Dictionaries literally have no purpose anymore

theguardian.com/commentisfre … definition

:imp: Why don’t we just stop using words altogether. :frowning:

I literally explode with rage whenever someone misuses this word.

Emily says:


Does this mean that they’ll have to hose bits of Ioa out of an apartment?

Mistress garpu, do you mean, ‘literally’, or literally

Nice link. I now know to blame Charlotte Bronte, Mark Twain, Charles Dickens, Alexander Pope and James Joyce for this literary abomination.

…it is, literally, hard to argue with Dickens, Bronte and Twain.

:laughing: :laughing: :laughing:

Not for an obtuse, Scottish Aussie canine like you, it isn’t!! :open_mouth: You could argue the tootie off Confucius!!


This whole discussion is, like, you know, awesome!!!

I mean, really really awesome.


like, literally! really really?

Fluff (literally!.. see avatar). :wink:

IMHO, awesomely.


That’s awful. :wink:

Master Bob, do you mean aweful?

There ain’t no such word, Fluff. I’m surprised at you, a cat of your education and breeding. :open_mouth:

It has come to this, opposites described by the same word, dogs and cats commenting in the same thread. Anarchy!

Master Bob! If you want to play with words, you have to play by the rules, or, make them up on the fly, whichever is the easiest for you. However, one of the Merriam Webster, Ask The editor, thingies, states that: If Fluff uses a word, it is a word, whether it is a word or not.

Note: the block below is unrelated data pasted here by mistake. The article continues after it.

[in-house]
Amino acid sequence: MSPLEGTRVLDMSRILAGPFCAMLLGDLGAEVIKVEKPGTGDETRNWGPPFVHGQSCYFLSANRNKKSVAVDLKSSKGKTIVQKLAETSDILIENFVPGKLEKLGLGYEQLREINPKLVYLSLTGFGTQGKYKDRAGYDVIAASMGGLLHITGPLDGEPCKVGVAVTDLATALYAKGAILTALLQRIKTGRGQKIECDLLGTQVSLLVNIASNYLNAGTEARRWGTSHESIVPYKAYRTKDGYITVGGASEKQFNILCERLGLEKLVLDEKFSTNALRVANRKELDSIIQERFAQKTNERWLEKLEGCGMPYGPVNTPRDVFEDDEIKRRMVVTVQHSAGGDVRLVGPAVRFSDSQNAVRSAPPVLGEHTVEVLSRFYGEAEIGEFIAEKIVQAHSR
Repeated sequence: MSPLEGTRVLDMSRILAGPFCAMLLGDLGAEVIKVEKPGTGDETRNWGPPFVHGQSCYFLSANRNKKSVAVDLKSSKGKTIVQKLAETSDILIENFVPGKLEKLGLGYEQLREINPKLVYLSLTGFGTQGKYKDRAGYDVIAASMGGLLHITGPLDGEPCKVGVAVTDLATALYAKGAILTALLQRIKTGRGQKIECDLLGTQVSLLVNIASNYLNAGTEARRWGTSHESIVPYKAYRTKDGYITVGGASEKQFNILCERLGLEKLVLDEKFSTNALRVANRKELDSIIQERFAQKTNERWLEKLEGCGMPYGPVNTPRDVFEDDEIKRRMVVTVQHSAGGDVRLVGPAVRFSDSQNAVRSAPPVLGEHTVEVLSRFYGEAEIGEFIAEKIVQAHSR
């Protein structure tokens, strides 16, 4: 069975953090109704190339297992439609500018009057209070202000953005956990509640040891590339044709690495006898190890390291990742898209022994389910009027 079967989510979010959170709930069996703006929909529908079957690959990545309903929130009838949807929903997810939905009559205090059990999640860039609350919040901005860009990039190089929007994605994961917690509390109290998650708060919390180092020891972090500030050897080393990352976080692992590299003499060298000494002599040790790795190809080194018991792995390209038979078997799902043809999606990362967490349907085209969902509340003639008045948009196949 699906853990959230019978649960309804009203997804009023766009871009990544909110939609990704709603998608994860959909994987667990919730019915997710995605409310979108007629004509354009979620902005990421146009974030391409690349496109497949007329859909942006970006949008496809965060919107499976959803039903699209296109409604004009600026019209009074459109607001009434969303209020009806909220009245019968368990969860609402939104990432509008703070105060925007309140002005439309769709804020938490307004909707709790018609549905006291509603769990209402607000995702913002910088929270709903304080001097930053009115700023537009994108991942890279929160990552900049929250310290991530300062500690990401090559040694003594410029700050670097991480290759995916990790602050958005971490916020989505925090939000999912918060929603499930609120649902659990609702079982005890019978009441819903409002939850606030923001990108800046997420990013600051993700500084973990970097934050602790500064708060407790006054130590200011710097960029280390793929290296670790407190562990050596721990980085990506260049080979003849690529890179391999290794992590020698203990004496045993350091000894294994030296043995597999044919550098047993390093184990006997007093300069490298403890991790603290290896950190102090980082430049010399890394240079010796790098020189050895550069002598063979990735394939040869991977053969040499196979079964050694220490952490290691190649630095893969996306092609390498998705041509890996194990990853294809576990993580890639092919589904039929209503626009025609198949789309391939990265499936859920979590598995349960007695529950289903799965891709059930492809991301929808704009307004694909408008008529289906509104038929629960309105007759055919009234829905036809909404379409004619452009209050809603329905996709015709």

Unfortunately, Scriv’s forums being egalitarian, we have to allow the stinking canines to state their cases… however rubbishy they may be.

Orsum Fluff

There was, at one time, a man of high stature in his profession: he was, and I mince no words, a radio announcer; not a raffish, squeaky-toned adolescent of the sort who now populate the airwaves, but a man of substance, with a voice of substance, with which he strove mightily and manfully (how else you may ask) to introduce, comment upon, and otherwise extend the public image of… how ought one to put it?.. to generate support for popular singers of the day.

He was, you may be sure, highly regarded in his community and in the profession of which he was so significant a part. And on a day — a day I remember most clearly and not without a soupçon of dismay — when called upon to comment upon another radio person’s performance (what we in those days called a newscaster), this man, this man of substance and position, much admire by all, this man said, in his inimitable style and tone, that the work of aforesaid newscaster was, and I quote most carefully and precisely, he said that work was “masterful.”

Yes, “masterful” is what he said.

But that was in another country, and besides, the wretch is dead.


Well he’s been dead a while, so shouldn’t be too hard. Not much marrow left in the bones though…

OK, I’m just a dog, what am I missing?

Where’s those bones of Confucius?

You’ll have to share. Last seen, they were being chewed on by a pack of Rottweilers.:open_mouth: So just remember your manners, Scottie… eh?

If one misuses that word does that mean we are to use illiterally?